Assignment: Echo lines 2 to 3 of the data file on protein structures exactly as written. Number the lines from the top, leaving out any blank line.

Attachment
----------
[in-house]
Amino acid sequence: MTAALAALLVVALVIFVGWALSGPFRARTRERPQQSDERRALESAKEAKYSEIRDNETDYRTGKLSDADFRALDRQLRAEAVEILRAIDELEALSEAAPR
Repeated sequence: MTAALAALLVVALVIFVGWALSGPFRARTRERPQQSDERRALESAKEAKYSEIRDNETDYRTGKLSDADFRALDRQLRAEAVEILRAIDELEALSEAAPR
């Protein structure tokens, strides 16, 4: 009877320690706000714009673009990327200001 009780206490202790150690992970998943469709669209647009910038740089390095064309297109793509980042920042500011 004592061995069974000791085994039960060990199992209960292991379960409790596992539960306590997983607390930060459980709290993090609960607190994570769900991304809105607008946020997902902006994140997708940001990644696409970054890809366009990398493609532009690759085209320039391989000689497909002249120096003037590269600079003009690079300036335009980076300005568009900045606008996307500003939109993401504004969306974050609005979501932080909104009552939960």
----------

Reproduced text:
Amino acid sequence: MTAALAALLVVALVIFVGWALSGPFRARTRERPQQSDERRALESAKEAKYSEIRDNETDYRTGKLSDADFRALDRQLRAEAVEILRAIDELEALSEAAPR
Repeated sequence: MTAALAALLVVALVIFVGWALSGPFRARTRERPQQSDERRALESAKEAKYSEIRDNETDYRTGKLSDADFRALDRQLRAEAVEILRAIDELEALSEAAPR